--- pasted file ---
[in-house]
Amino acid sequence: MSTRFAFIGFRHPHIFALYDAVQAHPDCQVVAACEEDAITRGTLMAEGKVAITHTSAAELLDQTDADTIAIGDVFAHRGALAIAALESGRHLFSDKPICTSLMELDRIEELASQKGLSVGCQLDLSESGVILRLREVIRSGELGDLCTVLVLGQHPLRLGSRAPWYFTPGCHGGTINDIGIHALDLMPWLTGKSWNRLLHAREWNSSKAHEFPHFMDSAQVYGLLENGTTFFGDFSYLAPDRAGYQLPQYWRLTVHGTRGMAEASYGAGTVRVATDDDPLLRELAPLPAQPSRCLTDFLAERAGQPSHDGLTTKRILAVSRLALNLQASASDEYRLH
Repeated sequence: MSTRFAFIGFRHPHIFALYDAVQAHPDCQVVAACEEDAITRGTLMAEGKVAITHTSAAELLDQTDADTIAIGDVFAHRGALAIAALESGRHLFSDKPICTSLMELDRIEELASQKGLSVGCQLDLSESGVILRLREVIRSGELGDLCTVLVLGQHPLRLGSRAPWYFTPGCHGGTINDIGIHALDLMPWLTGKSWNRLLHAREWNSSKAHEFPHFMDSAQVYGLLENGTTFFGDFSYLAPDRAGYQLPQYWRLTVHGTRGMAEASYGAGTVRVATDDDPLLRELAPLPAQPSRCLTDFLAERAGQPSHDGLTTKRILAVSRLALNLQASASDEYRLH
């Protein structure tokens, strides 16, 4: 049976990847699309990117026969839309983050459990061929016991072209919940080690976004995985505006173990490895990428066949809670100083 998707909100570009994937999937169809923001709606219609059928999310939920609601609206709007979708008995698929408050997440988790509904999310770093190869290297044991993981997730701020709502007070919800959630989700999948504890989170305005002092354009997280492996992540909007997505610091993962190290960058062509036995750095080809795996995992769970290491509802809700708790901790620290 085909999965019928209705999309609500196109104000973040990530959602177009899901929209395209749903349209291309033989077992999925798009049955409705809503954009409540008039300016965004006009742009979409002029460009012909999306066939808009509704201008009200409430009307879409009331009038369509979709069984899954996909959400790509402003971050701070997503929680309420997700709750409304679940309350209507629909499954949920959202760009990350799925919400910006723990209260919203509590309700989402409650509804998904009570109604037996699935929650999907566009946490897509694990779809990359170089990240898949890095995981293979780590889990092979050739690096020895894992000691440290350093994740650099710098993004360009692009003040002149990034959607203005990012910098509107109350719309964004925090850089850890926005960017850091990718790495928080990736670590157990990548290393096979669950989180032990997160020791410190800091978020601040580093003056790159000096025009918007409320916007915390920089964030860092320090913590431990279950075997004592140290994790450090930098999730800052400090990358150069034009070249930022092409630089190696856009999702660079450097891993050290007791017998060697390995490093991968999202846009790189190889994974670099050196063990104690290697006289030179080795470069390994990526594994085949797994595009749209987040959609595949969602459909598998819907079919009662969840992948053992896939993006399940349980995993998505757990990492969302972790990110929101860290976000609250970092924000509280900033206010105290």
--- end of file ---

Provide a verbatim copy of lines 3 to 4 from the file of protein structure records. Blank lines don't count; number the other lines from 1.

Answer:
Repeated sequence: MSTRFAFIGFRHPHIFALYDAVQAHPDCQVVAACEEDAITRGTLMAEGKVAITHTSAAELLDQTDADTIAIGDVFAHRGALAIAALESGRHLFSDKPICTSLMELDRIEELASQKGLSVGCQLDLSESGVILRLREVIRSGELGDLCTVLVLGQHPLRLGSRAPWYFTPGCHGGTINDIGIHALDLMPWLTGKSWNRLLHAREWNSSKAHEFPHFMDSAQVYGLLENGTTFFGDFSYLAPDRAGYQLPQYWRLTVHGTRGMAEASYGAGTVRVATDDDPLLRELAPLPAQPSRCLTDFLAERAGQPSHDGLTTKRILAVSRLALNLQASASDEYRLH
């Protein structure tokens, strides 16, 4: 049976990847699309990117026969839309983050459990061929016991072209919940080690976004995985505006173990490895990428066949809670100083 998707909100570009994937999937169809923001709606219609059928999310939920609601609206709007979708008995698929408050997440988790509904999310770093190869290297044991993981997730701020709502007070919800959630989700999948504890989170305005002092354009997280492996992540909007997505610091993962190290960058062509036995750095080809795996995992769970290491509802809700708790901790620290 085909999965019928209705999309609500196109104000973040990530959602177009899901929209395209749903349209291309033989077992999925798009049955409705809503954009409540008039300016965004006009742009979409002029460009012909999306066939808009509704201008009200409430009307879409009331009038369509979709069984899954996909959400790509402003971050701070997503929680309420997700709750409304679940309350209507629909499954949920959202760009990350799925919400910006723990209260919203509590309700989402409650509804998904009570109604037996699935929650999907566009946490897509694990779809990359170089990240898949890095995981293979780590889990092979050739690096020895894992000691440290350093994740650099710098993004360009692009003040002149990034959607203005990012910098509107109350719309964004925090850089850890926005960017850091990718790495928080990736670590157990990548290393096979669950989180032990997160020791410190800091978020601040580093003056790159000096025009918007409320916007915390920089964030860092320090913590431990279950075997004592140290994790450090930098999730800052400090990358150069034009070249930022092409630089190696856009999702660079450097891993050290007791017998060697390995490093991968999202846009790189190889994974670099050196063990104690290697006289030179080795470069390994990526594994085949797994595009749209987040959609595949969602459909598998819907079919009662969840992948053992896939993006399940349980995993998505757990990492969302972790990110929101860290976000609250970092924000509280900033206010105290």